Father Jack Kieffer

Diocese of Lexington, Kentucky

With a degree in environmental engineering, Fr. Jack Kieffer, SJ, has extensive experience promoting care for all of God’s creation.


Father Jack has served for 26 years as the parish priest for St. Peter Catholic Church in the Diocese of Lexington, Kentucky. For 25 years he has also volunteered with Appalachia Science in the Public Interest (ASPI), a non-profit founded by a fellow Jesuit that promotes peaceful, simple and sustainable living rooted in Jesuit teaching.


At ASPI, Fr. Jack helps produce program materials, conduct research, and deliver direct service like teaching workshops or consulting with families. His scientific contributions, such as teaching about low-cost, self-sufficient, sustainable living applications like solar water heating, wild edibles, and cordwood construction are especially important in Central Appalachia, where years of resource extraction in a geographically and technologically isolated region has impacted the relationship between people and the environment.


“We have to know the world the Lord gives us and come to understand it,” Fr. Jack said.


 Suzanne Van Etten, executive director of ASPI, said Fr. Jack “personifies peaceful and sustainable living.” She added, “I have found Father Jack to be a much-needed inspiration in our community. I appreciate the opportunity to work beside this knowledgeable, and inspiring person.”


At St. Peter, Father Kieffer has helped the parish grow by fostering a welcoming and accepting spirit among both English and Spanish speaking members, who come together as one faith community. The parish has about 40 Anglo families and 30 Hispanic families. Father Jack learned to celebrate Mass in Spanish and developed conversational Spanish to offer the sacraments in the most accessible way.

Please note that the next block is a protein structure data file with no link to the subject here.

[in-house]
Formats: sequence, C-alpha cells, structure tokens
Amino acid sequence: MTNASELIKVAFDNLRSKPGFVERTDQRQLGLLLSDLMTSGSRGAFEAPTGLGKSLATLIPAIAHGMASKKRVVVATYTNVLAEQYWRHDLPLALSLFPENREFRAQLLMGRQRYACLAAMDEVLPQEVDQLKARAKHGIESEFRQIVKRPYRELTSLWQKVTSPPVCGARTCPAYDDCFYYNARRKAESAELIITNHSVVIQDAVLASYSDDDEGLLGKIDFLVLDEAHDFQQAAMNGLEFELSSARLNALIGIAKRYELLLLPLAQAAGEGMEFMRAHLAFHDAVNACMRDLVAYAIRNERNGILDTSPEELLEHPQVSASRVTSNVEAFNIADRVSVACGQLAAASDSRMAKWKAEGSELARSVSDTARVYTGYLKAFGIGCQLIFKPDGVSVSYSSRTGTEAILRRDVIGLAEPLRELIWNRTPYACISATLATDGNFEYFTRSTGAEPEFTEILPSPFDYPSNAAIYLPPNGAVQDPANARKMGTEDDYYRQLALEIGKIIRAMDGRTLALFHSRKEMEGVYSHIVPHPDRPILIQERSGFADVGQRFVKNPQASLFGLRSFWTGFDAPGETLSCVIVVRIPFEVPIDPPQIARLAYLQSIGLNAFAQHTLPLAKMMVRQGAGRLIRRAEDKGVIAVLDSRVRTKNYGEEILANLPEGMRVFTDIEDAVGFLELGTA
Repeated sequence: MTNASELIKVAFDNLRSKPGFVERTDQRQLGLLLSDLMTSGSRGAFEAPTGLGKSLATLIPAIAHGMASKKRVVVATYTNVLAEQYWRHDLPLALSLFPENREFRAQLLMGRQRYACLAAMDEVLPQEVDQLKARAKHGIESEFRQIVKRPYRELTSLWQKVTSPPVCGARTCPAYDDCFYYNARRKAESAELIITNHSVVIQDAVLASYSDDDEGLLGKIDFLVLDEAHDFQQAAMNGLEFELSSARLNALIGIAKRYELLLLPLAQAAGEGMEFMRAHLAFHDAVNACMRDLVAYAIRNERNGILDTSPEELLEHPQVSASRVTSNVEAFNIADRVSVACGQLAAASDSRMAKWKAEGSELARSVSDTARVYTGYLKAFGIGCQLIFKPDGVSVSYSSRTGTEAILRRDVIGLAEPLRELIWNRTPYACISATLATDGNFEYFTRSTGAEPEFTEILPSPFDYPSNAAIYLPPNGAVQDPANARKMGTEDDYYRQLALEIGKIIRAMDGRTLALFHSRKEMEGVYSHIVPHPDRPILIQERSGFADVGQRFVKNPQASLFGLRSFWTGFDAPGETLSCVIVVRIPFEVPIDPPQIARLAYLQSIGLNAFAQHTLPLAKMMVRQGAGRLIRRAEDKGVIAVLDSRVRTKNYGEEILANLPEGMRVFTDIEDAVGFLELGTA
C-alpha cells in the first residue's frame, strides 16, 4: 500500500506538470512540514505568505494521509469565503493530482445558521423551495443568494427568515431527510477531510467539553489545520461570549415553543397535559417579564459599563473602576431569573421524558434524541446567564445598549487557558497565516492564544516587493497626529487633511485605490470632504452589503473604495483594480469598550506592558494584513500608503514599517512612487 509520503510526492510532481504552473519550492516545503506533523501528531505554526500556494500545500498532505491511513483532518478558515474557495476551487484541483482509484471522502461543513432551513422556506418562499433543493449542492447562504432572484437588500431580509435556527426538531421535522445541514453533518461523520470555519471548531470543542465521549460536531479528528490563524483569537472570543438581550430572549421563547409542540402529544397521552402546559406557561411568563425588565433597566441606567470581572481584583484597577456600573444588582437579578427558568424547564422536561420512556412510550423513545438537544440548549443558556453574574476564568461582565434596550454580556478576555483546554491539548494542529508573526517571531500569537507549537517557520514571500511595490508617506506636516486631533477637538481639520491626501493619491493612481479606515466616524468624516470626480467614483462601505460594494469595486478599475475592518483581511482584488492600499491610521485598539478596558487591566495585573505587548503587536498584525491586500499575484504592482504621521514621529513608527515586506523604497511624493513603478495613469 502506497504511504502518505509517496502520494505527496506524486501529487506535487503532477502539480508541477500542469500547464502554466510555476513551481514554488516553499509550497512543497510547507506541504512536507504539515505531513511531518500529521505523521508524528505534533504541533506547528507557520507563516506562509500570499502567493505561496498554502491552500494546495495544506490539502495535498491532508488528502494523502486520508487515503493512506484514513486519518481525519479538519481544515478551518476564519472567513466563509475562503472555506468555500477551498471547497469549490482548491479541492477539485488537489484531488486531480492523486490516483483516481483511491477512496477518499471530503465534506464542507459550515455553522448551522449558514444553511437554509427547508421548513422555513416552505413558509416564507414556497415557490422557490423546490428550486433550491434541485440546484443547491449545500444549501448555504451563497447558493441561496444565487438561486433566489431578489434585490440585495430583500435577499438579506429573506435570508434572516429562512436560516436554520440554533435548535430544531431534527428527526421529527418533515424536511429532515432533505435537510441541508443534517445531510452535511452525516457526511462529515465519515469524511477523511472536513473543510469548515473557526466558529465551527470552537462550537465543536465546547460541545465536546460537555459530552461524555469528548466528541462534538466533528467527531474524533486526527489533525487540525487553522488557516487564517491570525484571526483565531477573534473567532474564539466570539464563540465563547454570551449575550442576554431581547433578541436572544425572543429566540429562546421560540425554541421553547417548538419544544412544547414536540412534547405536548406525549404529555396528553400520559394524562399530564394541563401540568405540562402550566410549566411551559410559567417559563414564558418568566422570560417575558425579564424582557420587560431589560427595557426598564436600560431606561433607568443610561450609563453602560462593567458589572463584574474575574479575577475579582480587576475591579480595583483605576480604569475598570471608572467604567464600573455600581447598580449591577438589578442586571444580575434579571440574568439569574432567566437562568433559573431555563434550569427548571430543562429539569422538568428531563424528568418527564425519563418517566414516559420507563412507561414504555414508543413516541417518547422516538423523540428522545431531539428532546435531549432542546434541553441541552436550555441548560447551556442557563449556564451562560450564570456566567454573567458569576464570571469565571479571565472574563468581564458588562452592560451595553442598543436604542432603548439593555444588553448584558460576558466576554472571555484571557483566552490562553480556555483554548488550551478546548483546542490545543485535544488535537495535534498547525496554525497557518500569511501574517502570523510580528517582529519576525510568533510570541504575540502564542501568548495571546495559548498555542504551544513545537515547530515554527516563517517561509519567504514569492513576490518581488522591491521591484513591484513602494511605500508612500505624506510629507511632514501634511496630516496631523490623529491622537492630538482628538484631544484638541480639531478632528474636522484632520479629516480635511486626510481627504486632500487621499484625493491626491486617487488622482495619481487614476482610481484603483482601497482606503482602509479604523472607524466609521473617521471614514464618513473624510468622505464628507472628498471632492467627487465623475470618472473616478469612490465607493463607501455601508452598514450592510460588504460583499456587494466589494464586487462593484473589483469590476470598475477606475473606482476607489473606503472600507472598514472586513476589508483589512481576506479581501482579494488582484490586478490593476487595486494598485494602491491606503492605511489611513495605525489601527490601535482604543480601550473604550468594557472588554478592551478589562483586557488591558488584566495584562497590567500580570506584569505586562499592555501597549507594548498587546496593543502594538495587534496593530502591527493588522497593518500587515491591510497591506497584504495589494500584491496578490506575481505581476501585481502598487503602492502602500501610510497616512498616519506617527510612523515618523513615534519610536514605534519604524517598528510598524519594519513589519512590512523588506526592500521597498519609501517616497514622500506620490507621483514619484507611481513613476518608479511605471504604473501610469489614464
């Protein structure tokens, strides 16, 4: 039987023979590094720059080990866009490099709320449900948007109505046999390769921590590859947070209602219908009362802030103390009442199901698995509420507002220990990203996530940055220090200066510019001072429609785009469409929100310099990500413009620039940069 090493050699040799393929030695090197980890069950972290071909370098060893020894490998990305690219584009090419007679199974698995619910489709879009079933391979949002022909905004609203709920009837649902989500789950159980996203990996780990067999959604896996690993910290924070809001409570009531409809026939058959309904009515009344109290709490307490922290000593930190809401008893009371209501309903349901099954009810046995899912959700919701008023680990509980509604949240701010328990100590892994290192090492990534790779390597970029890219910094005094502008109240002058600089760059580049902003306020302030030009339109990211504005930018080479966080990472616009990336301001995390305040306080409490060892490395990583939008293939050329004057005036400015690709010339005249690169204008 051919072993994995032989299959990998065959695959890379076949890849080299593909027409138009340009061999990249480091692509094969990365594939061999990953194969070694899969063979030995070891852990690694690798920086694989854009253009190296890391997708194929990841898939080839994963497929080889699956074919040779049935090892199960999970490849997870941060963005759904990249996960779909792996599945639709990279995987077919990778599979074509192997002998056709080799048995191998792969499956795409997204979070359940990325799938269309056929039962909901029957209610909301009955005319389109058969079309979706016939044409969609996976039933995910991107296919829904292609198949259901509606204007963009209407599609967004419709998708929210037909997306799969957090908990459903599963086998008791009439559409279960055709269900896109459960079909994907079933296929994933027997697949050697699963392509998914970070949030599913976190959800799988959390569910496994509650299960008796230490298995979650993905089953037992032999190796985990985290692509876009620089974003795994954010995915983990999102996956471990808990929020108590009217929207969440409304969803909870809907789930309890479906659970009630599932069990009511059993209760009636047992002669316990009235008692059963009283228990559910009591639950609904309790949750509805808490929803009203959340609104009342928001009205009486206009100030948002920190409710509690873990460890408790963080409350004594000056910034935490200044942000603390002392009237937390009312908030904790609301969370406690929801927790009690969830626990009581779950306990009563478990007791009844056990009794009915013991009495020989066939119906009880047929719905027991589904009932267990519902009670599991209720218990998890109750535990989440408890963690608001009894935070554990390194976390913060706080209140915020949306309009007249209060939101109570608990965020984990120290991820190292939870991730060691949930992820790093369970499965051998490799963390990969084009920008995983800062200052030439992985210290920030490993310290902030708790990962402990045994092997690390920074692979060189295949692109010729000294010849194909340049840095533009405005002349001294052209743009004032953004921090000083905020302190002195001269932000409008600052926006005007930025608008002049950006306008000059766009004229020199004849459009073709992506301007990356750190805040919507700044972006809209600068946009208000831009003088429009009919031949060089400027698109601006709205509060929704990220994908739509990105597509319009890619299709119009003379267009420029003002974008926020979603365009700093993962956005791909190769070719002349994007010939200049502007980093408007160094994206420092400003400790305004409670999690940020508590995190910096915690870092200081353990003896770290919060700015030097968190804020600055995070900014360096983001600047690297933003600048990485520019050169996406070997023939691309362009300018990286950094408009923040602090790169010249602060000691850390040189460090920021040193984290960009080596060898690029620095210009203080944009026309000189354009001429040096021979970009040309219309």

The Anglo and Hispanic communities come together to keep up the parish property and to celebrate together at picnics and events, even though there are still some language barriers.


"It's a joy to see people accepting one another and working together," Fr. Jack said, "People only discover themselves as they share themselves. I am blessed by the people here--they have such great faith, and this helps me so much with the Eucharist.”


Fr. Jack has been dedicated to bringing the sacraments to the faithful of rural Kentucky. St. Peter is the only Catholic church in the county and is about an hour away from the nearest Catholic church.


“His honest humility, deep love of God and his concern for others’ challenges each one of us to try to emulate him. He is what I would call a truly “Holy” man and his love for the Eucharist is truly visible,” said Deacon Thomas A. Wagner, retired parish life director at St. Peter.


In the past six years, the parish has welcomed many Hispanic families, increasing the number of registered families by about 50%. At his ministry at ASPI, Fr. Jack works with young people each year--around 50 college students in the immersion program during spring break and more than 700 school age children who visit ASPI's nature center on field trips.

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